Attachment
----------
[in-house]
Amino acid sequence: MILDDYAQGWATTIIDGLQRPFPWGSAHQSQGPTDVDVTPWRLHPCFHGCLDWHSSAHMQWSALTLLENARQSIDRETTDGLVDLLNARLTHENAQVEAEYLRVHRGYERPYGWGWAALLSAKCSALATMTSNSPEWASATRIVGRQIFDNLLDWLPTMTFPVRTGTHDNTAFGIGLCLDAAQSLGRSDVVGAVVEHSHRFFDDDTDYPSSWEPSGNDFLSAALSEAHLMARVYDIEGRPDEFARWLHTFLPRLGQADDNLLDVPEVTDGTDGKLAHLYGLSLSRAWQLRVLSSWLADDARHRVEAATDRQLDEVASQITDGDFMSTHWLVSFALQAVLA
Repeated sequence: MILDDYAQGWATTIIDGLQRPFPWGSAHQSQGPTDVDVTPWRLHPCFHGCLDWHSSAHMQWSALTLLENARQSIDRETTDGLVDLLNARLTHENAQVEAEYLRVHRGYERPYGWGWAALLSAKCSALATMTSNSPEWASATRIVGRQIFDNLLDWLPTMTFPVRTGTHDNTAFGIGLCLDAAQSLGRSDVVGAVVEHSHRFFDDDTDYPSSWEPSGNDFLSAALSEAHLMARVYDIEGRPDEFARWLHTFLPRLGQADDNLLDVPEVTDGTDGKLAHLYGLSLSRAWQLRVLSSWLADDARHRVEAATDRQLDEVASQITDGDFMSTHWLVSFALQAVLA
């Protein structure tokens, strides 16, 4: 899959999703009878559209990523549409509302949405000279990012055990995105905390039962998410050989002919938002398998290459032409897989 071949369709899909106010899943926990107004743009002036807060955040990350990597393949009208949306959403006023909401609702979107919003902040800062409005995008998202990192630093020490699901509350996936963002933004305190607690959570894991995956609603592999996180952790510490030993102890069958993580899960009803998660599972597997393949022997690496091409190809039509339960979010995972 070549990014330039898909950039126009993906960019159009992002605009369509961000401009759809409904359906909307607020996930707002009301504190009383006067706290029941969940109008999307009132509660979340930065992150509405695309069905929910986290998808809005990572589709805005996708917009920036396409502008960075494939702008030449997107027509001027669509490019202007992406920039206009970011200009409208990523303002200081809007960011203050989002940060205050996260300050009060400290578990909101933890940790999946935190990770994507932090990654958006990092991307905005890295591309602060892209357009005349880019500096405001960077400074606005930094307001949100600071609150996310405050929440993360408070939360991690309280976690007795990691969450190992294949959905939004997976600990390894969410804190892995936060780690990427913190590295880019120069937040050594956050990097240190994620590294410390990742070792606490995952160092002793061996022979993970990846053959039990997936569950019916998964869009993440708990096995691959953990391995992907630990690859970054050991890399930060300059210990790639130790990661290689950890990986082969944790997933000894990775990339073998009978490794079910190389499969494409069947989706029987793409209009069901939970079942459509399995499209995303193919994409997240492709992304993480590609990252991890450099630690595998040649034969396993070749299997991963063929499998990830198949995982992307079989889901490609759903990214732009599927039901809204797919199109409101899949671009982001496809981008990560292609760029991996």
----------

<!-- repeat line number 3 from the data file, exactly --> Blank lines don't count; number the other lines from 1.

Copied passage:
Repeated sequence: MILDDYAQGWATTIIDGLQRPFPWGSAHQSQGPTDVDVTPWRLHPCFHGCLDWHSSAHMQWSALTLLENARQSIDRETTDGLVDLLNARLTHENAQVEAEYLRVHRGYERPYGWGWAALLSAKCSALATMTSNSPEWASATRIVGRQIFDNLLDWLPTMTFPVRTGTHDNTAFGIGLCLDAAQSLGRSDVVGAVVEHSHRFFDDDTDYPSSWEPSGNDFLSAALSEAHLMARVYDIEGRPDEFARWLHTFLPRLGQADDNLLDVPEVTDGTDGKLAHLYGLSLSRAWQLRVLSSWLADDARHRVEAATDRQLDEVASQITDGDFMSTHWLVSFALQAVLA